As Christians, we must not be too selective in what we see as unrighteous. In the Word of God, there are many more types of sin we are urged to avoid than just sexual impurity, drunkenness, and blasphemy. What about pride, selfishness, greed, and indifference to the poor?
In the first few chapters of Isaiah, for instance, the prophet condemns not only religious insincerity and idolatry, but also greed, injustice, corruption, exploitation of the vulnerable, “grinding the face of the poor”, and those who “add house to house”.
In New Zealand, we have a major and growing problem. Some people have large incomes and splendid houses (and often multiple houses), but many others have much lower incomes, and live in crowded and unhealthy houses for which they pay high rents. An increasing number have reasonable incomes, but to find an affordable house seems to them an almost impossible hurdle.
Many New Zealanders feel entitled. But many others feel they and their whānau can barely get by. Such inequity has become multi-generational and entrenched, and spills over into many other social disorders.
Are these matters Christians can ignore, as essentially matters of just economic and social policy, and political? We don’t think so. We believe there are deep moral issues in these matters, and that as Christians we must always look for justice and righteousness, and for loving our neighbour as ourselves.
There is currently a housing crisis in New Zealand. Not only has it become extremely difficult for first home buyers to buy their own home, homelessness has grown at a frightening rate. New Zealand currently has the highest level of homelessness in the OECD (Organisation for Economic Co-operation and Development). New Zealand has almost twice the proportion of homelessness as that of the runner up, Australia. The implications of this are significant and distressing, particularly for children, minorities, low-income households, and other vulnerable groups.
* From New Zealand Property Focus: Housing affordability – unlocking the solution 15 December 2020
The cost of buying one’s home is also extremely distressing. Statistics NZ recently reported that “homeownership rates have fallen for all age groups since the early 1990s, but especially for those in their 20s and 30s” and that overall, home ownership is at its lowest in almost 70 years. ANZ has estimated that “since the late 1990s, home ownership costs have increased from about 35% of household incomes to around 45%, and the time taken to save for a deposit (assuming one is saving 10% of pre-tax income) has grown from 8 to almost 15 years – and is only getting longer.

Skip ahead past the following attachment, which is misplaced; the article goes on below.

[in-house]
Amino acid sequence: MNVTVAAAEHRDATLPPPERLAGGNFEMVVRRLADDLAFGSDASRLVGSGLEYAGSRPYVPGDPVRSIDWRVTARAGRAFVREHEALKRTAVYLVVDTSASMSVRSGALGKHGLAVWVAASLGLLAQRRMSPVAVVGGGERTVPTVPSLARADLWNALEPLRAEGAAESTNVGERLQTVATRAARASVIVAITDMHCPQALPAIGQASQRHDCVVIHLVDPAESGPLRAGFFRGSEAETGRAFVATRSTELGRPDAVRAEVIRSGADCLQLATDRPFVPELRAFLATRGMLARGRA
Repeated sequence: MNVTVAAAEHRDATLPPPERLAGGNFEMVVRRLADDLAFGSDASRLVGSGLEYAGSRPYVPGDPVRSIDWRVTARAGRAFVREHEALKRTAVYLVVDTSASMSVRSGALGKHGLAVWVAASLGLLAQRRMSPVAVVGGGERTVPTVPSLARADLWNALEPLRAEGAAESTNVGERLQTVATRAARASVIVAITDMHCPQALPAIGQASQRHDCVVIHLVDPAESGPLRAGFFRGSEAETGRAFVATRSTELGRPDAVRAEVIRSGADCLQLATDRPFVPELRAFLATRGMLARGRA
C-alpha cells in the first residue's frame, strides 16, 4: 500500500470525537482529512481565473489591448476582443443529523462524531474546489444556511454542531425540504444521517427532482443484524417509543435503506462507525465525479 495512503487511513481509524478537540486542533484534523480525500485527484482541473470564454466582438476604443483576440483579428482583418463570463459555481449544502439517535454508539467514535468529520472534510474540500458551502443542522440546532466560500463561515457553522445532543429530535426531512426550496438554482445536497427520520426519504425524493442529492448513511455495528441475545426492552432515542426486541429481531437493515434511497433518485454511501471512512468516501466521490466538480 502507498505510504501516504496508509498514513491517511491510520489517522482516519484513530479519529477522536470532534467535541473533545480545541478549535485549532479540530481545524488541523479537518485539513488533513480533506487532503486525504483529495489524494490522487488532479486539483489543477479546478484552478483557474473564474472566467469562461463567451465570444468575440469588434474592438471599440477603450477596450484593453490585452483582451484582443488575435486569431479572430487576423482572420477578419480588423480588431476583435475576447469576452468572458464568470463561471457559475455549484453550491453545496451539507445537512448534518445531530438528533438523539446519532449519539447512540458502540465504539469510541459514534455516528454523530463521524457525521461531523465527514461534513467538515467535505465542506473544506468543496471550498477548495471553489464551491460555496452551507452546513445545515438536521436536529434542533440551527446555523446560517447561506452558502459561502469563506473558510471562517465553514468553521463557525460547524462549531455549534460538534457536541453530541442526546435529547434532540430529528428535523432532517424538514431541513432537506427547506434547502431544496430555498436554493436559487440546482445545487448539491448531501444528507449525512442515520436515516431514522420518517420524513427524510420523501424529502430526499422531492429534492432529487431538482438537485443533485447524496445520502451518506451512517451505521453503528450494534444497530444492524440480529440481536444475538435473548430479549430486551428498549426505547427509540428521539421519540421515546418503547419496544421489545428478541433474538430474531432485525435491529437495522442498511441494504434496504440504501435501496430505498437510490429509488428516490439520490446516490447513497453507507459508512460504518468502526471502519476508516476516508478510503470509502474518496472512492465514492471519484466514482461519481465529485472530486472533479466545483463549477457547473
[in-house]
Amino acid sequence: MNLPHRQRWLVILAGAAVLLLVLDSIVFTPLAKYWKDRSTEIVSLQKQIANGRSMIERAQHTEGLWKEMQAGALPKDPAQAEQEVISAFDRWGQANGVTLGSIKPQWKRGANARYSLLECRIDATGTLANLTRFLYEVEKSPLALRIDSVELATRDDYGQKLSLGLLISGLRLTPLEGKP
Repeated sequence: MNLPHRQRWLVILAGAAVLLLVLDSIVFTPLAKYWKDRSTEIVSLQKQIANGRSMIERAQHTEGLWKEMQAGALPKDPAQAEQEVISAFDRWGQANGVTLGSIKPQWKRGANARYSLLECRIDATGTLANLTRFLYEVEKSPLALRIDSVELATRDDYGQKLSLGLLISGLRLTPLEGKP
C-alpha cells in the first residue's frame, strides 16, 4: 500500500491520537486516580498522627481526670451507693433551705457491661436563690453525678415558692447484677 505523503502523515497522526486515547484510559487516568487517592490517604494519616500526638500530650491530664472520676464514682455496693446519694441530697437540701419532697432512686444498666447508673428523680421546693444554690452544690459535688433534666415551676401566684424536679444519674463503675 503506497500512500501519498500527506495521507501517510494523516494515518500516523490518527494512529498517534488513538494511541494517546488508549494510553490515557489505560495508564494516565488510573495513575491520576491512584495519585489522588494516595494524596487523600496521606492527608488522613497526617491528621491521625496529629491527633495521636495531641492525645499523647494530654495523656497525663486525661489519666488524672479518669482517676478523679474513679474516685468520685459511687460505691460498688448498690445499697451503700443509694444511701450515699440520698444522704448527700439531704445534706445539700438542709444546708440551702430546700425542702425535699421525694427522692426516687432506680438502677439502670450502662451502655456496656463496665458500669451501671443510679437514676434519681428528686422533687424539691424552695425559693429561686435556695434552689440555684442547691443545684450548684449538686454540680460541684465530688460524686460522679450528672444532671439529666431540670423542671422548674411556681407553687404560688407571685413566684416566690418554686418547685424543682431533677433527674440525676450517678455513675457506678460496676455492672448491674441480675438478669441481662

It’s one thing for middle-class people to never be able to afford to own their own homes. Generally, almost all middle-class people live in homes, they just rent them instead of owning them. However, there is an entire group of people in this country who not only will never own their home, they can’t find a home to live in; even if they do, they are not able to afford it. If we want to be considered a just society, this is absolutely unacceptable, and we as Christians need to be at the forefront decrying this. It’s true that owning a home is a privilege, not a right. But I believe IT IS A RIGHT for everyone who wants a decent home to live in, to be able to get one. At least, that’s the type of society that I would like to live in and I think the one the Gospel calls us to create.
We as a society also need to realise that homes are homes and not houses. Not everyone needs ¼ acre with 4 bedrooms. I personally grew up in an apartment (in Canada), and honestly, I prefer it to house living. Apartments, condos, tiny homes, town houses, duplexes, lofts, there are all sorts of possibilities for housing, let’s not close our minds to them.
Housing is a complicated issue to solve. If it was easy, I’m sure a government would have solved it by now. But successive governments have failed to implement any policies to actually help alleviate the crisis. The Prime Minister seemed to really care that there was a problem back in 2011 when she was one of the youngest MPs in parliament and didn’t own a home. But now that the Prime Minister and her party are free to action any policy they want, it is not clear that they are truly interested in effectively addressing the crisis, at least not to the extent that it will lose them votes.